Yemima: She Made Us Beautiful
Last night I went to a funeral.
And as I looked at the people around me, in a hot cramped room with a useless ceiling fan and too much sorrow, I saw beauty.
I saw the beauty of my people at the funeral of righteous convert (Karen) Yemima Mosquera. The motley graced the fashionable, there was black and army green. Ear locks, dreadlocks, the wealthy and the poor. Some were stoic, more were weeping at the funeral of someone who attained perfection in half the time it takes most people to pay off a mortgage.
She made us beautiful.
Upstaged by an infant, she had almost escaped notice. We’d forgotten that a convert is as new a creation, new to this world, to our people, as an infant in like measure. We let her slip away as we filled our minds with tender pink thoughts of babies brutalized. Raw we were, too raw to think of anything else.
But now, too late, we knew.
We knew. And finally we saw her. We saw Yemima and what she meant to our people.
I will tell you a story:
Far, far away in Ecuador, lived Yemima, her mother, and her sister. They had inherited certain family rituals. It is the story of thousands. The story of Jews, forced to convert to Christianity or die, during the Spanish Inquisition in the 15th century. In this case, spiritual curiosity led the three women of the Mosquera family to discover that they, too, like so many others, were descended from Conversos.
The three of them wanted their heritage BACK—wanted the Judaism that had been stolen from them generations before they were born. They wanted to be Jews.
But in order to complete the journey, they would have to go to Israel. They would have to study and complete a conversion course. It was the only way back to their people.
It was not to be. There was no money for that.
Yemima’s mother gathered her small resources. It was enough for one of them. For Yemima.
Yemima would go. She would light the way. She would work hard and never deviate from the path before her. She would learn. She would convert.
She would marry a Ben Torah, a learned rabbi. She would live and have children in the Holy City. She would bring her mother and her sister over to Israel and help them follow in her footsteps.
Why Yemima? Why was she chosen, of the three?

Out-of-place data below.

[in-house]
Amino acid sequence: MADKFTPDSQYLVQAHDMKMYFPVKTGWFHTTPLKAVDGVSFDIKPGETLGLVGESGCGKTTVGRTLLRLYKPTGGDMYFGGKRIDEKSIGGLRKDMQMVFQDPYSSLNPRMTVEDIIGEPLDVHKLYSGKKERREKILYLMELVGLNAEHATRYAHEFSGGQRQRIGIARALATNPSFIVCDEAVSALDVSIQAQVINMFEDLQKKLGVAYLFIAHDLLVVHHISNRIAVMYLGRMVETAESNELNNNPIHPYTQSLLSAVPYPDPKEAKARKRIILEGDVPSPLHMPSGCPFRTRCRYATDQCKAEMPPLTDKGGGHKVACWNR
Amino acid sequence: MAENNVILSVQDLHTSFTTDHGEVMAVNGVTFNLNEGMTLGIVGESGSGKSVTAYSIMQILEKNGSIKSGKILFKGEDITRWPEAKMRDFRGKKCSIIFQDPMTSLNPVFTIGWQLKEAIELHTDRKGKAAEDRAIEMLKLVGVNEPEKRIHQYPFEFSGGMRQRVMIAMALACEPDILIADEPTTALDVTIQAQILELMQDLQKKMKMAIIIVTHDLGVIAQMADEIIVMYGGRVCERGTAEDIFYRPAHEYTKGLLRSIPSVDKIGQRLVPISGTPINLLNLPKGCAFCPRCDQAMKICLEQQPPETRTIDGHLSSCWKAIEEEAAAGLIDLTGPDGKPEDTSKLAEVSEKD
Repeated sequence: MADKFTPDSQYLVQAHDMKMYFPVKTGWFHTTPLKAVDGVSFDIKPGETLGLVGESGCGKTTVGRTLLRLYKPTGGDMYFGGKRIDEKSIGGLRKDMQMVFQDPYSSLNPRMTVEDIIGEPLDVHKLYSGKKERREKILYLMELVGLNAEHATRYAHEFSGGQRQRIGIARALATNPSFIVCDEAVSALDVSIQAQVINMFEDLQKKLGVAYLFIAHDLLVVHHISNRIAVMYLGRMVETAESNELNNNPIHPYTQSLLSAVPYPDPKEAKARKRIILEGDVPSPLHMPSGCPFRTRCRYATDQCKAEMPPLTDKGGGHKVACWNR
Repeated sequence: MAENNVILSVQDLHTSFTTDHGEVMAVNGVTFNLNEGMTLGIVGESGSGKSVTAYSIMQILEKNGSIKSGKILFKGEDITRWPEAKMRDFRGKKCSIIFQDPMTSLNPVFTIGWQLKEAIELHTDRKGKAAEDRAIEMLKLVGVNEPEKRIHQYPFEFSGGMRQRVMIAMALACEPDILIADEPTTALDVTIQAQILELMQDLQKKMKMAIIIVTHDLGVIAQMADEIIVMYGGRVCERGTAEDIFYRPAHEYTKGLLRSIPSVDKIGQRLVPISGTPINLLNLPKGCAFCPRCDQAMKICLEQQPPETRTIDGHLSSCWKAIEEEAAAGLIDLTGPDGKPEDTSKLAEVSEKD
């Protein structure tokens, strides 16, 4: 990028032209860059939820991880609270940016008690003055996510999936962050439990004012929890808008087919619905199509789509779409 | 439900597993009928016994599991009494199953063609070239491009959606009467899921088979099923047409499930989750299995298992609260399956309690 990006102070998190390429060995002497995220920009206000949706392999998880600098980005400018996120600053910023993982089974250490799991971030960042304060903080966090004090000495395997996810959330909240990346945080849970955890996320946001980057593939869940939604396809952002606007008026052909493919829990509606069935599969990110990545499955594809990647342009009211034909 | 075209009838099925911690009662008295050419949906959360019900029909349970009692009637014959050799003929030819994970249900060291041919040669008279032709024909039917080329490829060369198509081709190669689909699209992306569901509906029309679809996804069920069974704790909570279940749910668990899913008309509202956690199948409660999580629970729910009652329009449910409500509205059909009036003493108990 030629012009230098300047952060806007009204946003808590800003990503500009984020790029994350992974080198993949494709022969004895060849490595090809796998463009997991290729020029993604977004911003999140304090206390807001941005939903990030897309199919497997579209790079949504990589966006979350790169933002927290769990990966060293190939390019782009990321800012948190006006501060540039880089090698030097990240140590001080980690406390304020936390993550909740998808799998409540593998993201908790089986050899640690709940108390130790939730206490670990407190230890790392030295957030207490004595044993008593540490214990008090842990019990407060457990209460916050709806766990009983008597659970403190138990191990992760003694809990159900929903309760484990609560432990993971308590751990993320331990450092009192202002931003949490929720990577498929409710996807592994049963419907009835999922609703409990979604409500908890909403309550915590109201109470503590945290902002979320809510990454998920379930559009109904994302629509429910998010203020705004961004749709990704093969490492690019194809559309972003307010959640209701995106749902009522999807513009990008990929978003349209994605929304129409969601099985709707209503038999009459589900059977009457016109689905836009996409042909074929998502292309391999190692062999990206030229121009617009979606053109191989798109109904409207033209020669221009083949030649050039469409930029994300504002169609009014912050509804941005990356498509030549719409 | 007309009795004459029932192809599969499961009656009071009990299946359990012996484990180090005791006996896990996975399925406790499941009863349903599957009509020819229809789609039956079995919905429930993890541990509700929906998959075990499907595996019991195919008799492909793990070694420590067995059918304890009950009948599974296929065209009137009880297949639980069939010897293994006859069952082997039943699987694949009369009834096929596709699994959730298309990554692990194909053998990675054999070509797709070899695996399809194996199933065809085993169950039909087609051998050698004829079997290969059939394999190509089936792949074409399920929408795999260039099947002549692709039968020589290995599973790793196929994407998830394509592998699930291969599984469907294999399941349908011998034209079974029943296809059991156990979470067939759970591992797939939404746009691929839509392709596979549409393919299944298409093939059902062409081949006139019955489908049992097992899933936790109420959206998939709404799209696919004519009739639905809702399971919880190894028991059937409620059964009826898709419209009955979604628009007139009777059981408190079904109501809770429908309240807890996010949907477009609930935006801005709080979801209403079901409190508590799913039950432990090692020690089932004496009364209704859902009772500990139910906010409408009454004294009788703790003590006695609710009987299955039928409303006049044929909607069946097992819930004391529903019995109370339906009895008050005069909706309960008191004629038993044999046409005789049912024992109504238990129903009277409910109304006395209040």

Back in Ecuador, Yemima had prayed for a sign from God. A sign that would make things clear. A sign that would tell her what to do.
The sign came soon enough. It happened four years ago when she wasn’t looking. It happened while she was intent on saying the Silent Prayer, the 18 benedictions.
She Was 18
It happened when she was 18.
It was a 7.1 Richter earthquake that Yemima did not feel. She did not feel the earth’s tremors.
Because she was praying.
She took three steps back, bowed left, right, forward. Walked forward three steps and rose thrice on her toes. As Jews do when praying the Amida.
And then she discovered the mess.
The pots on the floor. The cracks in the wall. The flooding due to broken water mains.
She had not heard, had not felt a thing. Because she was praying.
It was her sign from God.
Yemima made ready to leave all that was dear, all that was home. She left her loved ones.
She Knew What To Do
She gave it all up with single-minded purpose. She knew what to do. The path was clear.
She came to Israel. She learned and learned and learned some more. And when it was time to rest, Yemima learned. And she worked hard to support herself, so she could learn some more and perhaps bring her family over to be together again, but now as Jews.
Yemima learned. And she entered the waters of the mikveh and became a new creation. Pure, clean, and strong of purpose.
She Learned Torah
And still she learned. Learned Torah.
And on the day she was murdered, mowed down by someone filled to the brim, consumed with hate, she was waiting for the train that would take her to her next lesson.
A lesson in Torah.
Because that was Yemima.
She was a Jew. The Torah was her most precious possession. And she embraced it, brought it close to her heart, into her heart. And she was one of us. She stood next to us at Sinai. And made us beautiful then, now.
She was one of us.
Look at her and not at the photos of the weeping mother and sister. Look at her.
Look at the light in her eyes. She was a perfect spark, sent up to the heavens in a flash, even as she lingered for days.
And now we see her. The small crowd of the faithful who attended her funeral saw her. Saw with perfect vision what she meant to us, Yemima. What she meant to our people. Saw the privilege of being in a close hot room in the wee hours of the morning, to escort a perfect soul at the start of her journey to the World to Come, where she might, please God, intercede for her people, us.
A ragged sweating crowd of hundreds, yearning to be close to greatness, to take sparks of light from a mitzvah and hold it in their hearts.
My people, my people, you are beautiful! It was a constant refrain in my head as I sweated alongside the grieving crowd, as the rabbis chanted, as the cameramen snapped their photos, and the mayor spoke.
Her story had been all but obscured: we allowed our minds to be filled with visions of a beautiful pink infant as a modest, perfectly righteous convert sacrificed her life for her people, in the Holy City.
Her name was Yemima.